What does your abode’s entrance say about you? Have you given thought to the fact that when you welcome someone into your space, be it a small studio apartment or a rambling estate, you are making a statement of purpose and intent the moment your door swings open? It’s possible to say a lot in a small setting.
This is a bright, shining moment of opportunity to set the mood, with both your decor and your greeting; our foyers can be an introduction to the delightful experience that awaits across the threshold to our homes and our hearts.
As we prepare for the entertaining season about to descend upon us, let us take some time to make our homes’ entrances grand. Guide guests toward a lovely experience with these six simple steps.
Make It Personal
The small details are what will tell your story: the wall of family photos, the hooked rug that your grandmother made, the potted plant from a dear friend, the antique mirror you found at a roadside rest stop, the framed words that capture your ethics.
Does a particular verse or poem of inspiration speak to who you are? Place this as a centerpiece and build a framed collage around it. Are you a grandparent who wants everyone to know that nothing compares? Varied picture frames grouped together on a shelf at eye level can easily be changed and updated as little ones grow. Do you travel? What a perfect place to hang posters or a large map showcasing your adventures.
Take a moment to think about who you are and what you want to say visually. Your story begins right here, in the entrance to your home.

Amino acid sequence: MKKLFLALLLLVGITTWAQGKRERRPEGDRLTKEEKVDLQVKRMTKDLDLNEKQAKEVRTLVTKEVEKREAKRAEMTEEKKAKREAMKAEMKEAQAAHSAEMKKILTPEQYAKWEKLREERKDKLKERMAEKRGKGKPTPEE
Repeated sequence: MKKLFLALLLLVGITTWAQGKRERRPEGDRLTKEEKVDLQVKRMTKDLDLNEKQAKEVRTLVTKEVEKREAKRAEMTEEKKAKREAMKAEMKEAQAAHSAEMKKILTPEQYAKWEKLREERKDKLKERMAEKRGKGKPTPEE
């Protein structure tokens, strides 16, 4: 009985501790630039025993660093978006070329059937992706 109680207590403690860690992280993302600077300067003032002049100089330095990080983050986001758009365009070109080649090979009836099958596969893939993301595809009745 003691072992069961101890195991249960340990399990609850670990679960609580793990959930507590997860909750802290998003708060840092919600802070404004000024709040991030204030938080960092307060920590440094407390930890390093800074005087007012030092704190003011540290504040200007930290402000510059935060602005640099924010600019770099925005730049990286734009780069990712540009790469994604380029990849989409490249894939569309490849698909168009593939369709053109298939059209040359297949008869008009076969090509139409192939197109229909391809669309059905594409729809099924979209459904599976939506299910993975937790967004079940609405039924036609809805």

Make It Purposeful
Allow for the storage of items you want to have easily available, and a landing zone for plopping down the accouterments of life. A landing zone can be as small as a bowl to hold keys, or as large as an expansive sideboard where mail goes and phone chargers await. Make sure you have storage space for coats and bags, whether a designated closet or simply a series of interesting hooks on an old board.
Light It Up
A well-lit entrance is always more inviting than a dimly lit and scary hallway. Lighting directs and illuminates pathways, tells people where to put things, and sets the mood.
Placing a dimmer on a foyer chandelier sets a calmer mood if a gentle evening is scheduled. Bright lights breed enthusiasm as your guests enter. You are greeting friends, family, and loved ones, and this is the chance to say, “I see you! I’m glad you’re here!”
Hang a Mirror
When I enter a space, I like to quickly make sure I don’t have lipstick on my teeth or my hair hasn’t done something strange, so a well-placed mirror is always a thoughtful idea for guests. A large mirror has double the benefits, as it also reflects light and can expand space. A smaller mirror can be set at eye level within a wall collage of art and offer function while staying unobtrusive. I have also placed mirrors inside large foyer closets where they await the surprise of discovery.
Consider a Shoe Basket
If you would like people to take off their shoes when they enter your home, make this a comforting ritual. Don’t stare at their feet hoping they get the message; rather, place a small bench with baskets for shoes that can be seen easily. Provide either slippers or socks, as some people don’t enjoy going barefoot. Make it about the guest, and you’ll be able to keep both your floors clean and your guests comfortable.
Never Neglect Good Manners
Good manners begin at the entrance to your home. You have the ability to welcome anyone into your home with an ethos of goodness and kindness, and a gentle spirit of grace.
When my four girls were little, I trained them to ask any guest (even friends from next door that seemed to appear multiple times every single day) for their coat. Since my daughters were very young when I started this, they would need to hoist heavy winter coats onto a bed, since we didn’t have a hall closet at that time, and then repeat the procedure when guests were leaving.
They tell me now, as grown women, that this simple directive helped them become gracious hosts, who know that planning occurs in the heart as much as the mind.